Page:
A new genus of temperate woody bamboos (Poaceae, Bambusoideae, Arundinarieae) from a limestone montane area of China
A new genus of temperate woody bamboos (Poaceae, Bambusoideae, Arundinarieae) from a limestone montane area of China
Yu-Xiao Zhang 0 1
Peng-Fei Ma 1
De-Zhu Li 1
0 Yunnan Academy of Biodiversity, Southwest Forestry University , Kunming, Yunnan 650224 , China
1 Germplasm Bank of Wild Species, Kunming Institute of Botany, Chinese Academy of Sciences , Kunming, Yunnan 650201 , China
Ampelocalamus calcareus is a climbing and slender bamboo, known from south Guizhou, China. This species grows in broadleaved forests of limestone montane areas. Recent molecular phylogenetic analyses demonstrated that A. calcareus was sister to all other lineages of the tribe Arundinarieae rather than a member of Ampelocalamus. The morphological features and habitats of A. calcareus and related genera including Ampelocalamus, Drepanostachyum and Himalayacalamus were compared and discussed. The characteristics of the branch complements, nodes and foliage leaves distinguish A. calcareus from morphologically similar taxa. On the basis of molecular and morphological evidence, we propose to establish a new genus, Hsuehochloa, to accommodate A. calcareus and to honour the late Chinese bamboo taxonomist Chi-Ju Hsueh (Ji-Ru Xue). In addition, we describe the inflorescence of Hsuehochloa for the first time.
eol>Ampelocalamus; climbing bamboos; Hsuehochloa; new genus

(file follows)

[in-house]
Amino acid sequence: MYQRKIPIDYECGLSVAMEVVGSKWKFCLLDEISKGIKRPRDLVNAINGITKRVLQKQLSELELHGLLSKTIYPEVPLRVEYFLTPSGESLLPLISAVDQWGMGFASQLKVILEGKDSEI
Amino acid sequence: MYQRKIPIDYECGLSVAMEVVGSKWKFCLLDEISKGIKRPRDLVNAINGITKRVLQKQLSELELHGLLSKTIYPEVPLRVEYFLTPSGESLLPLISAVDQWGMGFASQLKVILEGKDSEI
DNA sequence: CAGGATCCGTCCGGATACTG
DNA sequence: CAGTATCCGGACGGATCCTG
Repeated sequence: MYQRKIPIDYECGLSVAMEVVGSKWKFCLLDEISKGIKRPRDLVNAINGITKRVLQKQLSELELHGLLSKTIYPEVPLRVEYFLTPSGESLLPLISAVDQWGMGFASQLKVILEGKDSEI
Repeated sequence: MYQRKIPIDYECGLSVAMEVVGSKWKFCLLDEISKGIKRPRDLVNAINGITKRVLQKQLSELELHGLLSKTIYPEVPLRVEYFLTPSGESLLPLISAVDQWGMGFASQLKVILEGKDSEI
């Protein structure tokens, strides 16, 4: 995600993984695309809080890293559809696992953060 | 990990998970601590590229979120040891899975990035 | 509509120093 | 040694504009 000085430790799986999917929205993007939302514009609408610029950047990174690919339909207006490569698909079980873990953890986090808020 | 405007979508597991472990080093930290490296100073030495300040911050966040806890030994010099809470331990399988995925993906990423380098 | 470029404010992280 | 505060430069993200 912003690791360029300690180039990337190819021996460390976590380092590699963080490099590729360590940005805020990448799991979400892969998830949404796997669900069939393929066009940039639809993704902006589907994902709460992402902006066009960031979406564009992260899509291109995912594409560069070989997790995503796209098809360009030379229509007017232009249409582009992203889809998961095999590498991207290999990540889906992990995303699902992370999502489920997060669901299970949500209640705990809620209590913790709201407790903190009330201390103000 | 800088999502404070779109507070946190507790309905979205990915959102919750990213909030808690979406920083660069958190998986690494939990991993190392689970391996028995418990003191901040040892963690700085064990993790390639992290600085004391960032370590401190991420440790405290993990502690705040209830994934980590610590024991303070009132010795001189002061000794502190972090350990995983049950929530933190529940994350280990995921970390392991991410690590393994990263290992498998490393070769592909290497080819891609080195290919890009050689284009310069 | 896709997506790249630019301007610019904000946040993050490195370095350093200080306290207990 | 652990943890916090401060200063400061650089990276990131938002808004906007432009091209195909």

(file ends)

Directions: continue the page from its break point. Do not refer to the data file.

Temperate woody bamboos or the tribe Arundinarieae (Bambusoideae, Poaceae)
comprise approximately 550 species in 31 genera
(BPG 2012, Clark et al. 2015)
. They are
mainly distributed in temperate to subtropical montane areas of East Asia (Ohrnberger
Copyright Yu-Xiao Zhang et al. This is an open access article distributed under the terms of the Creative Commons Attribution License (CC
BY 4.0), which permits unrestricted use, distribution, and reproduction in any medium, provided the original author and source are credited.
1999) with China as the centre of species diversity (Li et al. 2006), but also in
Southeast Asia, south India, Sri Lanka, North America and Africa.
The recent plastid molecular phylogenetic results indicated that there were 12
major lineages in temperate woody bamboos, i.e. I. Bergbambos, II. Oldeania, III.
Chimonocalamus, IV. Shibataea clade, V. Phyllostachys clade, VI. Arundinaria clade, VII.
Thamnocalamus, VIII. Indocalamus wilsonii, IX. Gaoligongshania, X. Indocalamus
sinicus, XI. Ampelocalamus calcareus and XII. Kuruna. However, relationships amongst
them remain largely uncertain
(Triplett and Clark 2010, Zeng et al. 2010, Yang et al.
2013, Attigala et al. 2014, 2016, Ma et al. 2014, Zhang et al. 2016, Zhang et al. 2017)
Those lineages are strongly inconsistent with the morphological classification at the
generic and subtribal levels
(Keng and Wang 1996, Li 1997, 1999, Ohrnberger 1999)
Most species and genera were nested within lineages IV, V and VI, while some lineages
included only one species (lineages I, VIII, IX, X, XI). Lineages I and IX consisted
of Bergbambos tessellata (Nees) Stapleton and Gaoligongshania megalothyrsa
(HandelMazzetti) D. Z. Li, Hsueh & N. H. Xia, respectively and Bergbambos Stapleton and
Gaoligongshania D. Z. Li, Hsueh & N. H. Xia are both monotypic
. Lineages VIII and X were formed by Indocalamus wilsonii (Rendle) C.